After 15 Years working on a senior management level, I decided upon an early retirement to spend more time with my family. This was when I began to volunteer my time tutoring within various non-profit organisations.
  3. How important has support been in getting you to where you are today?
    When I was growing up there was not a lot of role models for women. My family was very supportive and I was privileged enough to have had role models within my family. My school was also very supportive.  I was the first in my family to have gone to university.  I’ve always appreciated that I was able to have done so as I was not oblivious to the fact that not all young people were as privileged as I was. I think my dream to study astronomy has motivated me in working hard at maths and physics as I knew knowledge of these subjects were necessary to reach my goal. I am glad I can share my knowledge and help other young people with similar dreams.
  4. Why do you think tutoring is valuable to young people?
    I believe it is the individual attention a young person receives when he has a tutor. Mathematics is an important subject because it can open a lot of opportunities. Often teachers can’t reach all the students’ needs at an individual level as not all the students need help in the same areas. I think a tutor fills that gap. Tutoring can also be a great help for exam preparations and spending that extra quality time with the student on subject areas that they have difficulty with.  I also think that a tutor can be useful when it comes to discussing time management when taking an exam. Especially in mathematics, there are often ways to find faster methods to solve problems.
  5. What part of the volunteering process have you found the most fulfilling?
    I think the most fulfilling part of the volunteering process is to bear witness to the improvement of a young person who really struggled with a  subject. As the tutor, you knew first hand where the difficult areas were and how much the student has improved.

Janet is a good listener with great subject knowledge. She believes that this is what helps her to be a better tutor: ‘If you have a good understanding of who your student is, you will have a better idea of how to approach tutoring that student.’ Janet spends her spare time studying butterflies using catch and release methods as she has a true passion for science and nature.

GT Scholars is a social enterprise that provides tutoring, mentoring and enrichment to young people from a range of backgrounds. To find out more about our volunteering opportunities, please get in touch with us

Could you join us as a volunteer tutor? Supporting our scholars with Maths, English or Science (up to GCSE)

Could you join us as a volunteer tutor? Supporting our scholars with Maths, English or Science (up to GCSE)

Private tutors Volunteer roles

We’re looking for graduates and undergraduates that can help make a difference in young people’s lives!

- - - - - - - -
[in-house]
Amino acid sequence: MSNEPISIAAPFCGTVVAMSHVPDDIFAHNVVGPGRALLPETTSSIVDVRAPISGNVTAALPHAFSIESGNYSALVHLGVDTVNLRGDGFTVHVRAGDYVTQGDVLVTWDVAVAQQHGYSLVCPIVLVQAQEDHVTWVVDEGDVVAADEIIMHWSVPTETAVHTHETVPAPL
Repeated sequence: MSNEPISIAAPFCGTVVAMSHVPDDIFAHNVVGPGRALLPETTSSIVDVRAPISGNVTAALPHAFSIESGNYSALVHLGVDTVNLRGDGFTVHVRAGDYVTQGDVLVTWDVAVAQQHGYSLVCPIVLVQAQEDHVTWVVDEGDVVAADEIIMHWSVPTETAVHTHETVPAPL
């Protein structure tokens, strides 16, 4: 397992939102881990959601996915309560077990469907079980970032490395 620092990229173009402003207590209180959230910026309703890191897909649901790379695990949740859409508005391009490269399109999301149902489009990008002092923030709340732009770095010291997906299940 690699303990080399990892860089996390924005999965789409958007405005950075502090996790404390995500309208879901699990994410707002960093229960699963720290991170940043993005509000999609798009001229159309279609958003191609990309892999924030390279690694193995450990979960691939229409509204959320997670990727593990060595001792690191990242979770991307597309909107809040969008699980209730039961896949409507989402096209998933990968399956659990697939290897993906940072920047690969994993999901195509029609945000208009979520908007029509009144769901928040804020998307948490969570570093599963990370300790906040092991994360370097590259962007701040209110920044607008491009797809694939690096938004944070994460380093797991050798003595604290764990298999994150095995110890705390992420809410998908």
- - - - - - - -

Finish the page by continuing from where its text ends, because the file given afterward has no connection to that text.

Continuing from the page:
Our online volunteer tutors provide academic support to pupils throughout the year. We’re looking for graduates and undergraduates that can:

  • Provide online one-to-one support to pupils over a period of 12 weeks
  • Build pupil confidence in Maths, English or Science
  • Prepare students for GCSE & A-level exams (if applicable)
  • Give feedback to parents and programme coordinators
  • Work collaboratively with other tutors and mentors

To get started you’ll need to:

  • Have strong subject knowledge in Maths, English or Science (confident enough to tutor at GCSE!)
  • Enjoy working with children and young people
  • Have a minimum of an undergraduate degree or be working towards this
  • Be computer literate, comfortable with tutoring through online platforms.
  • Be able to commit to a period of 6 months (2 school terms)

Please note that this is a volunteering role and we will need to conduct an Enhanced DBS check before you can join us as a tutor.

You will be provided with support and training for your role and any travel expenses within London will be reimbursed up to the amount of £12 for any session.

This isn’t a paid role so there is no salary. However, tutoring with GT Scholars is extremely rewarding. You’ll be able to:

  • Receive training and support for your role
  • Develop leadership skills and teaching or tutoring experience
  • Be a role model and make a real difference in the life of a young person
  • Have flexibility through online volunteering.
  • Join us at our volunteer days in London (if you are able to)
  • Meet like-minded volunteers at our quarterly socials
  • Get involved in our end of year ceremony for our scholars
  • Contribute your skills in arranging our end of year social for volunteers

How to apply: Please attach your CV and a short cover letter through our contact form.

Meet one of our Science tutors – Arunita

Meet one of our Science tutors – Arunita

Private tutors Volunteer roles Volunteers What's new?

Our volunteers are amazing people that are passionate about making a difference in education. We would like you to get to know who they are and what they do at GT Scholars, so every few weeks we conduct an interview with one of them. Here is the most recent interview with one of our volunteer tutors, Arunita Roy

    1. Why did you decide to volunteer your time with GT Scholars?
      I really enjoy helping people and working with students. I worked in university with different students, helping student services as a student financial consultant and also founding an entrepreneurship student society. I like to interact and engage with students from different backgrounds, and I also love teaching and being a role model to young people. I wanted to continue this and widen participation, so when I met Temi, the founder of GT Scholars, and heard more about the programme, it really interested me and I decided to get involved.